April 15, 2009
Running a TV ad during Super Bowl can cost a mint. True, tens of millions will see your commercial, but will they act on it?
Don’t have a super-sized budget? No worries. Read on to find out how you can still use the tactics that Denny’s used in their Super Bowl media buy. Hint: they include an exciting, easily communicated offer with broad appeal. Also, see how they pulled off the PR blitz to support the ad, and follow their example on how to use a multichannel approach to stretch the impact.
The Super Bowl is one of the biggest advertising events of the year. Marketers spend millions of dollars to reach tens of millions of consumers. Super Bowl XLIII was the most-watched in history, boasting around 98.73 million viewers, Nielsen Media Research reports.
NBC’s asking price for a 30-second ad during the broadcast was $3 million, according to Ad Age. That is a large piece from any marketing budget, and it doesn’t include production costs. Can a single television commercial deliver that much value? Mark Chmiel, EVP, Chief Marketing and Innovation Officer, Denny’s, says it can. It’s all in how you use the platform.
“The funny thing about it for us was that we did not set out to buy a spot on the Super Bowl. We had this promotion in mind. We felt that it was time to have this mass trial, this mass invitation. And then we said, ‘Well, what’s the largest megaphone out there?’ It’s the Super Bowl,” Chmiel says. “It’s not a bad buy for that money, if you have something to say.”
Chmiel and his team used a Super Bowl ad as part of a larger marketing and PR effort to pull consumers into the nationwide restaurant chain for a free breakfast. Find out how the team successfully leveraged the ad and integrated it into a buzz-generating campaign to re-introduce Denny’s to America.
Masterminding a Massive Free Trial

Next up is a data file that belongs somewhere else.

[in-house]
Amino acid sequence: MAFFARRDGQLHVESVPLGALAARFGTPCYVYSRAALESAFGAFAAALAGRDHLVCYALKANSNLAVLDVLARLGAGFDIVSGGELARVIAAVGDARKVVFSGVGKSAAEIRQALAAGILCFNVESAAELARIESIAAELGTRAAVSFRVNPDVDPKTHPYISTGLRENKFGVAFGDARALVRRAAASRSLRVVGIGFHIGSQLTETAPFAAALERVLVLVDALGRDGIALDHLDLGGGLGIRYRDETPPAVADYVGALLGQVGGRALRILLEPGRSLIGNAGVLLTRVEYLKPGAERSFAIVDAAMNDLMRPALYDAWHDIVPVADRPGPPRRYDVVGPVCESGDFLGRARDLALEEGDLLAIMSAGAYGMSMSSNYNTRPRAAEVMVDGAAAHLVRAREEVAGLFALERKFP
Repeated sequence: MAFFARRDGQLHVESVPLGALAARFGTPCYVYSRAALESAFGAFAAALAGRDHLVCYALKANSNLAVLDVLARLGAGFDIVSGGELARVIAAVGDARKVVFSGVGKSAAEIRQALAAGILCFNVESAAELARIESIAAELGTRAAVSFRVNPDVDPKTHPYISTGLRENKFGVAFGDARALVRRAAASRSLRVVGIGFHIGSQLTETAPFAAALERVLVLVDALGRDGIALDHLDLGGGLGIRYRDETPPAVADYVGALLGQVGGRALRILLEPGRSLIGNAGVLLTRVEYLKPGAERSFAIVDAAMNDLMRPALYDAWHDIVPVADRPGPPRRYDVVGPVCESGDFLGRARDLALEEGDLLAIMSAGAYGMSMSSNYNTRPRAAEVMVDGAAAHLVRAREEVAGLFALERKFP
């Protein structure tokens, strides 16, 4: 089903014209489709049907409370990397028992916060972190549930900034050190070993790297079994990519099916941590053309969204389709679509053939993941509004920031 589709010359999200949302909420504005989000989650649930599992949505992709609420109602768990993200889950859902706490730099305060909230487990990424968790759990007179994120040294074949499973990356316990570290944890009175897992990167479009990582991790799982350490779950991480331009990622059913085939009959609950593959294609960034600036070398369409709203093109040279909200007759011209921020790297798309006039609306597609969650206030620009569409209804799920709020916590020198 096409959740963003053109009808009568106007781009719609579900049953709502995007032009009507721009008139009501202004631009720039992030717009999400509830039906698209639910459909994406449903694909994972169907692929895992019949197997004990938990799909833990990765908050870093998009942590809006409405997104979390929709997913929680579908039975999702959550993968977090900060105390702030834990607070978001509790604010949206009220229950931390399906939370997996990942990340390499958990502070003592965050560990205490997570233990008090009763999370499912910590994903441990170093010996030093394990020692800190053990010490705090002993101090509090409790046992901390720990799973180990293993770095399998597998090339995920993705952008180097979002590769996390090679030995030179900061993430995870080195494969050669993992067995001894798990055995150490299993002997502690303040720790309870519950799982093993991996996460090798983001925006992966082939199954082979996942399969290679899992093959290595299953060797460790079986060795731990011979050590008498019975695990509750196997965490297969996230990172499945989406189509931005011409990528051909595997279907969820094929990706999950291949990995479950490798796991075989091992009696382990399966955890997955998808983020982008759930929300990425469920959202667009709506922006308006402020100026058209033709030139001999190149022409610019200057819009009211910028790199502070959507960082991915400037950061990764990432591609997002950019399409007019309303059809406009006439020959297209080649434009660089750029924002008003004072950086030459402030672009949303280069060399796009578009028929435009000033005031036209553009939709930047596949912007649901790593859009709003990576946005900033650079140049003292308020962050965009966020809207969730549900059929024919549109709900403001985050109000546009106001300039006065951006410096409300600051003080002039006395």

Denny’s has been around for about 55 years and is a well-known brand. Chmiel estimates that about 90% of adults have visited Denny’s, he says. Such familiarity is a double-edged sword: “Those are all positives, but they’re also negatives because people say, ‘Oh, I already know you.’”
To reignite interest, his team wanted to introduce consumers to Denny’s newer products, such as express service items and new sandwiches. The goal was to create a campaign to get more people into the restaurants to see the products for themselves.
They decided hold a one-day, nationwide event to give away a free Grand Slam breakfast (two pancakes, two eggs, two bacon strips, and two sausage links) to every customer at every Denny’s location between 6 a.m. and 2 p.m. No purchase was necessary. Take-out orders were not allowed.
“Our goal was to have a big party and have as many people as possible have a free Grand Slam,” Chmiel says. To accomplish that goal, the team decided to create a Super Bowl advertisement that would give the campaign a strong push. The trick was to time the event and its promotion carefully. Here is how they accomplished that.
Building Buzz for the Event: 7 Steps
Step #1: Estimate costs
Before deciding to go full-steam ahead with the event, the team had to make sure that giving away so many breakfasts would not be too costly. Denny’s was lucky to have many decades of in-store metrics to estimate costs and store traffic, Chmiel says.
The team based most of their estimates on Denny’s busiest days of the year. Factors they considered included: